CHAPEL HILL, N.C. – Villanova forward Kris Jenkins’s 25-footer has been a basket of motivation for the top-seeded Tar Heels ever since they packed their bags and left their NRG Stadium locker room in Houston last April. Four wins separate North Carolina from a return trip to the Final Four, this time in Phoenix, although there are three primary factors that will determine the likelihood of such a journey.
Consistent Post Production
In Friday’s loss to Duke in the ACC Tournament semifinals, UNC built a 13-point lead by feeding the post, time and time again. Kennedy Meeks had 19 points with 13:53 to play, and then Duke started sagging off the perimeter to help inside, and the Tar Heels’ strength was shut down. Meeks failed to score again, while Isaiah Hicks’s lone field goal in the final 12 minutes was a dunk with 41 seconds to play and his team trailing by 12.
The postgame interviews offered similar explanations to ones provided after previous games, highlighting a lack of movement by the bigs combined with poor rotations and a quick trigger on the perimeter that limited entry pass options.
When UNC is at its best, post production is plentiful and efficient. When quality defensive teams make things difficult inside, and the Tar Heels don’t adjust, the entire offense bogs down. In UNC’s 77-62 loss at Miami on Jan. 28, Meeks and Hicks combined to score 12 points on nine field goal attempts. Duke fronted Meeks in its win at Cameron on Feb. 9 and effectively took away the Tar Heels’ interior advantage with Hicks sidelined with a hamstring injury.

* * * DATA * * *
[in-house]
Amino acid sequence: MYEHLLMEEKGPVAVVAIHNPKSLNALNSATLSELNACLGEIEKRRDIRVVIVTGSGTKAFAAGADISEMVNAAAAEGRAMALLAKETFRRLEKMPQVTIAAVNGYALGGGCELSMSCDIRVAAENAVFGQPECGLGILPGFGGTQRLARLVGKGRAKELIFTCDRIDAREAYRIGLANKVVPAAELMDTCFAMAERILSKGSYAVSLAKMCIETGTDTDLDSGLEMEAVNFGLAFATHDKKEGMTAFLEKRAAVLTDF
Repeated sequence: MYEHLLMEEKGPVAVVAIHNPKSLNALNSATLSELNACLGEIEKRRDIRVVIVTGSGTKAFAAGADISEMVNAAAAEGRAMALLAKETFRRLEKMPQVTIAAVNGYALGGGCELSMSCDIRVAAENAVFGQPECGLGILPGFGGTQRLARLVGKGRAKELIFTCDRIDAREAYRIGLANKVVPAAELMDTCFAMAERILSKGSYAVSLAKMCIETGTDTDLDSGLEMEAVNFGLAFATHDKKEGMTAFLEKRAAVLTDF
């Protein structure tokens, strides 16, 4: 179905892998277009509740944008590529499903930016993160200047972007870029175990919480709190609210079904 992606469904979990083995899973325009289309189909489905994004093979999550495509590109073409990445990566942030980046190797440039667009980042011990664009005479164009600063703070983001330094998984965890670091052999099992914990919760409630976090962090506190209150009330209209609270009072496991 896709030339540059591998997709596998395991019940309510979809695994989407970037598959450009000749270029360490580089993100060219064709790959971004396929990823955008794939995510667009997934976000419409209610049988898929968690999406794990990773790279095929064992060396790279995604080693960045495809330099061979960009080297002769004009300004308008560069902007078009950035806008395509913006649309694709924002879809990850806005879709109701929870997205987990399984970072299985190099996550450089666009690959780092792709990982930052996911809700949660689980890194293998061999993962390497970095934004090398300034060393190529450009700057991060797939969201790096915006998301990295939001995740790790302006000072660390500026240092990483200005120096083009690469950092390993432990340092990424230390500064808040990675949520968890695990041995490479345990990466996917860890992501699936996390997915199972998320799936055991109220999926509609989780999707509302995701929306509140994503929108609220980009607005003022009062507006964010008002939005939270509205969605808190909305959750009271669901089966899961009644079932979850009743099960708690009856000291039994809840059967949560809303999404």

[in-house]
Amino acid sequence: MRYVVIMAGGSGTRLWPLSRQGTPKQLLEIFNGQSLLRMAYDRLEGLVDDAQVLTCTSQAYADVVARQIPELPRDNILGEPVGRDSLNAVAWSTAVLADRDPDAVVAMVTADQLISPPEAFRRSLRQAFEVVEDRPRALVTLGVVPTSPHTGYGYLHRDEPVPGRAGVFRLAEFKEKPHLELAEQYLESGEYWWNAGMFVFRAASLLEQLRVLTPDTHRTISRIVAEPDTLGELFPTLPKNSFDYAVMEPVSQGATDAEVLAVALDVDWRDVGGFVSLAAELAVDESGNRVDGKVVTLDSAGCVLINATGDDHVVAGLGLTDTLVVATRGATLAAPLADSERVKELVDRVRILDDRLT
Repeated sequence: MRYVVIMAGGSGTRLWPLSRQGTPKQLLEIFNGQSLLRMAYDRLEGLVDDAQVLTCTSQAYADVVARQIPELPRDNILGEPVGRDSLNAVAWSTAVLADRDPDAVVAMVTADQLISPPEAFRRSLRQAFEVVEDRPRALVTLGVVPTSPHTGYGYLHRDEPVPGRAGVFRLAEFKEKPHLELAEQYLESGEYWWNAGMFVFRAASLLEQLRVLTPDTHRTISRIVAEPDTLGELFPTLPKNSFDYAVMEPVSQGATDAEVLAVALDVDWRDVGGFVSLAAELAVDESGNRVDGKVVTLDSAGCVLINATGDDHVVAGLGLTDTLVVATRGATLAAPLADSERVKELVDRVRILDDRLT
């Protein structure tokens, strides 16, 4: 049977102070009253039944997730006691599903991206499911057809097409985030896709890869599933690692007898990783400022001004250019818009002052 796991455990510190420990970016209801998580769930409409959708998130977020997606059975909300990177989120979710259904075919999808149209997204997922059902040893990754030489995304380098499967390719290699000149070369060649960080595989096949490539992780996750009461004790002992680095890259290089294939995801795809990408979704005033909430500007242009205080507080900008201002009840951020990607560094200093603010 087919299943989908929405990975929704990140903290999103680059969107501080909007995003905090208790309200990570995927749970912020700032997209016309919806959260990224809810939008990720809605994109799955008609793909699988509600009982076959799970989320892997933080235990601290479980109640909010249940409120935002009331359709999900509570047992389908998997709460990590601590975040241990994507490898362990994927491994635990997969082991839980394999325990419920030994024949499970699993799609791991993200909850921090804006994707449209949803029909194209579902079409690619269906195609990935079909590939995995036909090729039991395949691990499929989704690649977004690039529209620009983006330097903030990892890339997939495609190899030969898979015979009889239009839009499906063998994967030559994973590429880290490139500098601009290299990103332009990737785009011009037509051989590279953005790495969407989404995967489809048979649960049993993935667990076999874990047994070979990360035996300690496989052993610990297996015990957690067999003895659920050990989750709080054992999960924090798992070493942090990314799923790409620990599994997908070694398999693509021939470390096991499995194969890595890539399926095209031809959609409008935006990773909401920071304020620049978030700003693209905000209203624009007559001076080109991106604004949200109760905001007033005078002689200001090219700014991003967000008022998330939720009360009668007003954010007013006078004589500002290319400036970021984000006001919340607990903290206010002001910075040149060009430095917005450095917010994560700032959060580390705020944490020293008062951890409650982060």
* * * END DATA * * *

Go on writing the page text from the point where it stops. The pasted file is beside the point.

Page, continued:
The starting post duo combined for eight points on 10 field goal attempts in the loss at Virginia and then dominated Duke early in Brooklyn with 26 points before halftime. The Blue Devils’ adjustments, namely doubling the post with a delay, paired with less assertive play in the paint, limited the pair to six points in the final 12 minutes.
It’s not just about zone defenses. Meeks and Hicks combined to score 35 points on 23 field goal attempts in the 17-point win over Syracuse on Jan. 16. Both bigs are solid interior passers, and when the offense is flowing, they are effective in attacking the zone from either the high post or the short corner.
On Tuesday, Meeks suggested the troubles were oftentimes more mindset than strategy.
“Isaiah and me just have to continue being aggressive in those situations,” Meeks said. “I think we were kind of passive [against Duke]. We definitely passed the ball more than we should have when we had open shots. That’s just a part of trying to get Joel [Berry] and Justin [Jackson] into the game, which is what we need. If we could go back, I think we definitely would have done a better job of attacking the basket even more in the second half.
While UNC is more of a perimeter-oriented team than it has been since the 2012-13 season, Roy Williams’s system is built on an inside-out approach, and without consistent post production, the Tar Heels are vulnerable to physical defensive and rebounding teams.
Berry on Point
It’s rare for a freshman point guard to step into UNC’s lineup and thrive immediately, as evidenced by Seventh Woods’s slow but gradual improvement this season. The reason why is Williams places intense demands on his point guards, pairing a halfcourt scheme with a transition game that relies on playing fast while making snap decisions that cannot be wrong.
Berry has grown into his role as UNC’s point guard, one that’s a bit different than his predecessors. Raymond Felton and Ty Lawson both averaged more than 5.2 assists per game in each of their three seasons, while Berry’s career average is 3.1 assists per game. The junior point guard has been a scoring guard first and foremost, and it’s an element that’s been critical to the Tar Heels’ success in 2016-17.